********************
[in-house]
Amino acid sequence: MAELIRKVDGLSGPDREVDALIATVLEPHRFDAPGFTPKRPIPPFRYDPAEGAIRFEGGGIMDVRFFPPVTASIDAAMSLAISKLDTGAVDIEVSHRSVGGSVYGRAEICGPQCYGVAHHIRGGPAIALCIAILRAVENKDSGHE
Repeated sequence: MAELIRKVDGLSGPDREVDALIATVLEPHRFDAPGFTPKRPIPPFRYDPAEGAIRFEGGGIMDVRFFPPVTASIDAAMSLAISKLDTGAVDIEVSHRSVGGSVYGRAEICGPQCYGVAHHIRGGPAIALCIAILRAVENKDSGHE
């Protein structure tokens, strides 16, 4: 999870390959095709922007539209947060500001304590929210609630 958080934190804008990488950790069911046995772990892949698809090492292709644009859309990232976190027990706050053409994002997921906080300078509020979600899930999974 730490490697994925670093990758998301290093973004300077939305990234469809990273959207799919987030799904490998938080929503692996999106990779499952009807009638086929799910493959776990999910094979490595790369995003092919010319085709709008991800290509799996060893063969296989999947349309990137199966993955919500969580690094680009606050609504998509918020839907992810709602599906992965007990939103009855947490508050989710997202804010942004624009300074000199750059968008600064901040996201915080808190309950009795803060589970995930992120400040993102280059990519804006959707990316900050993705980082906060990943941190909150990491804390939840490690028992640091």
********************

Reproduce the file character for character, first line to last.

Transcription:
[in-house]
Amino acid sequence: MAELIRKVDGLSGPDREVDALIATVLEPHRFDAPGFTPKRPIPPFRYDPAEGAIRFEGGGIMDVRFFPPVTASIDAAMSLAISKLDTGAVDIEVSHRSVGGSVYGRAEICGPQCYGVAHHIRGGPAIALCIAILRAVENKDSGHE
Repeated sequence: MAELIRKVDGLSGPDREVDALIATVLEPHRFDAPGFTPKRPIPPFRYDPAEGAIRFEGGGIMDVRFFPPVTASIDAAMSLAISKLDTGAVDIEVSHRSVGGSVYGRAEICGPQCYGVAHHIRGGPAIALCIAILRAVENKDSGHE
């Protein structure tokens, strides 16, 4: 999870390959095709922007539209947060500001304590929210609630 958080934190804008990488950790069911046995772990892949698809090492292709644009859309990232976190027990706050053409994002997921906080300078509020979600899930999974 730490490697994925670093990758998301290093973004300077939305990234469809990273959207799919987030799904490998938080929503692996999106990779499952009807009638086929799910493959776990999910094979490595790369995003092919010319085709709008991800290509799996060893063969296989999947349309990137199966993955919500969580690094680009606050609504998509918020839907992810709602599906992965007990939103009855947490508050989710997202804010942004624009300074000199750059968008600064901040996201915080808190309950009795803060589970995930992120400040993102280059990519804006959707990316900050993705980082906060990943941190909150990491804390939840490690028992640091």